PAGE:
So, while early limited-equity co-ops grew out of the activism of some of the most radical political organizations in the city, they also brought members of the city’s workforce into homeownership, giving them a stake in the private economy. And despite its early support from radicals, the limited-equity housing arrangement provided a framework that was in many ways compatible with a conservative, market-based approach to real estate: a tax credit for developers and owners was the primary form of government support. As a result, even today, the limited-equity model has the potential to transcend some of the most controversial political subjects that may present obstacles to other affordable housing proposals.
In 1927, trouble for any new business venture was just around the corner. Yet how the Amalgamated survived the Depression illustrates the genuinely cooperative nature of the community in its early days. Kazan’s personal involvement was certainly an important factor. To save money, he met with residents and devised a plan to share custodial and grounds-keeping work on a volunteer basis. Undoubtedly, the residents’ ownership stake in the community made these sacrifices easier to elicit. The co-op also enjoyed a degree of leeway with its creditors, because it remained solvent and continued to perform on its debt at a time when many debtors were bankrupt. Kazan used the co-op’s stability to negotiate more favorable mortgage terms with Metropolitan Life. Most critically, the co-op implemented a proactive plan to generate needed cash while keeping its apartments occupied and its membership growing. Hans describes the approach:
Vacant apartments were rented out for a higher carrying charge than $11 [per room], and a lowered per-room investment of $200. The new residents could stay on for two and a half years. If the new family liked living [there], they could remain and apply the excess rent they had already paid in to bring their investment up to the $500 per room level.
Following this approach, in one of the worst years of the Depression, the co-op generated a surplus, and the board used some of the revenues to purchase an adjacent parcel.
Kazan’s second limited-equity co-op was the Amalgamated Dwellings, also underway when the Depression struck, located back on the Lower East Side, at Grand and Columbia Streets. The Dwellings brought the limited-equity housing model to the geographic heart of the ACW’s membership base. Partially financed by a loan from the nearby Bowery Savings Bank, residents began to occupy the new units in the fall of 1930. The 231-unit complex was arranged around an open courtyard, with lower lot coverage ratios than the tenements that comprised the surrounding urban fabric. In a 1994 Times article, Christopher Gray interpreted its architecture:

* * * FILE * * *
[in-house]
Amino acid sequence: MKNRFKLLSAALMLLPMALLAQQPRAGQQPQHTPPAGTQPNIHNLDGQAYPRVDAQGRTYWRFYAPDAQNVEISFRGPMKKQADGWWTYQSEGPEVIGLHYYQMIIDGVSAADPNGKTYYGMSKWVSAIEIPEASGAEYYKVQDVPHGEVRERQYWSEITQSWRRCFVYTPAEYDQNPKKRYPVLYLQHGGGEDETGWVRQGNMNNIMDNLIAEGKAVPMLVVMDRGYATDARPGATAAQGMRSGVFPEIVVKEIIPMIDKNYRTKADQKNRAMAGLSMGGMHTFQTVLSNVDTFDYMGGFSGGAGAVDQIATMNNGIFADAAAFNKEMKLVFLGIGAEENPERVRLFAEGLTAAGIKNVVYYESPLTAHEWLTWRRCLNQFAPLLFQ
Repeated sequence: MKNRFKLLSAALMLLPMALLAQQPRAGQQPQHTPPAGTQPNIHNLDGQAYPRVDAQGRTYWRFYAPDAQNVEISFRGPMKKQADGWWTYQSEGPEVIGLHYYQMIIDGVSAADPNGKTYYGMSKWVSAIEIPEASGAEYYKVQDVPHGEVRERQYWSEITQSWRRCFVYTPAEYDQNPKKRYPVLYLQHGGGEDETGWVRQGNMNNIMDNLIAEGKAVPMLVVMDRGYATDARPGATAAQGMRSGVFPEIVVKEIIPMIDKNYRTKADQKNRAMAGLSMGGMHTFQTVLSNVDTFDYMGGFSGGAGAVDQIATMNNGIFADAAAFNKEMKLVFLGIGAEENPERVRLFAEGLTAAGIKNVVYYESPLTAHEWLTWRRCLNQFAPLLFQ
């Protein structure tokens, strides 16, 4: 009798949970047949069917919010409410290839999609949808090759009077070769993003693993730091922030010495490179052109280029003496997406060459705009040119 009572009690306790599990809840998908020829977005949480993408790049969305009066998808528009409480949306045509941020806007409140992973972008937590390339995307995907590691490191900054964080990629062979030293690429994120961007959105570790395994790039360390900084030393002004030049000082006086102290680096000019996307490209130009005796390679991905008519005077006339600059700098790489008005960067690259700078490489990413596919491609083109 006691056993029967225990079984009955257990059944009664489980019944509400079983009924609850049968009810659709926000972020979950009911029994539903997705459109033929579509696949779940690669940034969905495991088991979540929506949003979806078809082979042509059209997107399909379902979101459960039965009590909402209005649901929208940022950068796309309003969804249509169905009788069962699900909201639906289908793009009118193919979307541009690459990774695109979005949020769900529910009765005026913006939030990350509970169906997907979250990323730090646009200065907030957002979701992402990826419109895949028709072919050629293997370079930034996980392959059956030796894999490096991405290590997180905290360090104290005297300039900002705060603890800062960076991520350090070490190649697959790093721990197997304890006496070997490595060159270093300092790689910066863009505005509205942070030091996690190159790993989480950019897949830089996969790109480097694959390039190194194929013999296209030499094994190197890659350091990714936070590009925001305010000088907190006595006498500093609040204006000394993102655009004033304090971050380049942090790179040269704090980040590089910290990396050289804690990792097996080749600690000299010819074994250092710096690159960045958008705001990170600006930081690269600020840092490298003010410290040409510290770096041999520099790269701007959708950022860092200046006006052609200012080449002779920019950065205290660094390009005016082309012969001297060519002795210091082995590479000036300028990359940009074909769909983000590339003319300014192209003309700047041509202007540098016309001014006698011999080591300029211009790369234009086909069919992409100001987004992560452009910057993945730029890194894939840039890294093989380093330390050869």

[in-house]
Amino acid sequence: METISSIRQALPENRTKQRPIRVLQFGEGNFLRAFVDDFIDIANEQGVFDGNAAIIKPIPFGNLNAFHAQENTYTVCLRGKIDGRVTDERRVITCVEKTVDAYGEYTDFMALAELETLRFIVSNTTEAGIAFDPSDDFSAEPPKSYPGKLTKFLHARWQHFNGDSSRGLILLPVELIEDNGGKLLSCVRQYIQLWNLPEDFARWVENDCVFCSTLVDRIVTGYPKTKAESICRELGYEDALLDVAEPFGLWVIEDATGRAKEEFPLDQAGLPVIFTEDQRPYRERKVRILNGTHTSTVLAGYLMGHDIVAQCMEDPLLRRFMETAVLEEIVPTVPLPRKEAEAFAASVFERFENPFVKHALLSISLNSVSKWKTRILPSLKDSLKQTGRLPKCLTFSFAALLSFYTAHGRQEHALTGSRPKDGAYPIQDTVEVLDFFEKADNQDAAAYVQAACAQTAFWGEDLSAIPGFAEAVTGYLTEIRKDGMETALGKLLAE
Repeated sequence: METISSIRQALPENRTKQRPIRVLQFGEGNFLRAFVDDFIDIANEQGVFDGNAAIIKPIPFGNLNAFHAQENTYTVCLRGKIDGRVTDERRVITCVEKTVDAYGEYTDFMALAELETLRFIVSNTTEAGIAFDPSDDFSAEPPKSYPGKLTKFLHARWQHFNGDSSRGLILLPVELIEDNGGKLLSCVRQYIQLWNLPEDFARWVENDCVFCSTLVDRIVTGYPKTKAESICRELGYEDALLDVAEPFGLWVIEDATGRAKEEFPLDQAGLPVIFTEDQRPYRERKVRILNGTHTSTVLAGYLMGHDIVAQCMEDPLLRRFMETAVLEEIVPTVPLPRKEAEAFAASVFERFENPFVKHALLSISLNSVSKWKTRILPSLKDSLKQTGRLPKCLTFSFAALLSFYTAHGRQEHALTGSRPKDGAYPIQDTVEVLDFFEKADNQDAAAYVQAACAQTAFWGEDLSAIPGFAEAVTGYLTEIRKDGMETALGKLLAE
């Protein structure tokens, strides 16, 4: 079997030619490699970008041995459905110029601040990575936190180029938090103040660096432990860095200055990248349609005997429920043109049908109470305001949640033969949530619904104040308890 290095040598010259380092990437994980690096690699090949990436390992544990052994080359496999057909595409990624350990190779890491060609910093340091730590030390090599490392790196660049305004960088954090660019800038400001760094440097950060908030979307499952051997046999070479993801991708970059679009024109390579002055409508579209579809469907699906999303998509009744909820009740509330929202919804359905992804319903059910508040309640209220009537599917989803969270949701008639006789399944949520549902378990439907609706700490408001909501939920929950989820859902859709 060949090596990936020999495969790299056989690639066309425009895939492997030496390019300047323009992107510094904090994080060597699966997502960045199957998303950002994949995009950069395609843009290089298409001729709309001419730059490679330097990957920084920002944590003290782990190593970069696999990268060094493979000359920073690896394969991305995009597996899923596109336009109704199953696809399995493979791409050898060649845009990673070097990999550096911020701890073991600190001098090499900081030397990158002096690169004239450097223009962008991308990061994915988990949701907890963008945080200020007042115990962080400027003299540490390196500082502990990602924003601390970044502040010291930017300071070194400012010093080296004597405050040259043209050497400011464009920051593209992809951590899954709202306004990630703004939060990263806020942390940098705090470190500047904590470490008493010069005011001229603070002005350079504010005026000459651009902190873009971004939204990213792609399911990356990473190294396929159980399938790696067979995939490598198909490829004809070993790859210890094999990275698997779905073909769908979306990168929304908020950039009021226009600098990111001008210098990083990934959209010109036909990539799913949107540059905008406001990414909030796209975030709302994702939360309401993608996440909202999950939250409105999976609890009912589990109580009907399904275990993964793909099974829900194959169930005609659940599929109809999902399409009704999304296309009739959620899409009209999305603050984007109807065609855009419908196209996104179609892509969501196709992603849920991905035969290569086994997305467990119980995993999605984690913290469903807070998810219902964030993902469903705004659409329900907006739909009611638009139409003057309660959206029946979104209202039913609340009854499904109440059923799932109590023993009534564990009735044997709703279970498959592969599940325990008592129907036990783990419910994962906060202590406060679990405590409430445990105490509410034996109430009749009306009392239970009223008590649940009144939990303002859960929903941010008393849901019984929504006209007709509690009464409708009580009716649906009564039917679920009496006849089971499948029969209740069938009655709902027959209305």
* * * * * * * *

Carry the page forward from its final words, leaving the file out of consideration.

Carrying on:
[The architects] worked in a romantic side of European modernism in a way rarely seen in New York, with rich brickwork patterns and colors following Austrian, Belgian, and Dutch designs of the 1920s. The red- and salmon-colored brick veers around in wild angles and staccato soldier courses, interrupted by occasional stucco panels, and voluptuous cast-stone door surrounds and curvy iron decoration. New York 1930, [a highly regarded book] by Robert A. M. Stern, Thomas Mellins, and Gregory Gilmartin, calls it “a major achievement in American housing.”
Along with his efforts to maintain solvency in the Bronx, Kazan employed similar approaches to shepherd the downtown Dwellings through the Depression years, working with resident-owners to control expenses and make good management decisions. The Dwellings, like its precursor in the Northwest Bronx, survived the 1930s and remained an affordable co-op for decades. However, in 1997, the Amalgamated Dwellings board traded the myriad benefits of limited-equity for the windfall to current owners, whose neighborhood had been absorbed by the astronomical real estate universe of Manhattan.
Both Amalgamated cooperatives were thoughtfully designed and built on a traditional neighborhood scale. These were not simply utilitarian housing blocks; they were planned communities. In addition to their spacious, modern rooms, they provided residents with landscaped grounds and attractive architectural details, grounded in the traditions of European town planning. The Amalgamated Co-op and the Dwellings expressed, respectively, the broader Tudor and Art Deco styles that predominated among the city’s private multifamily buildings in the early 20th century. Accordingly, the cooperatives themselves comprised political communities that allowed for broad and direct participation by resident stakeholders.
Robert Moses and Transformation in the Post-War Era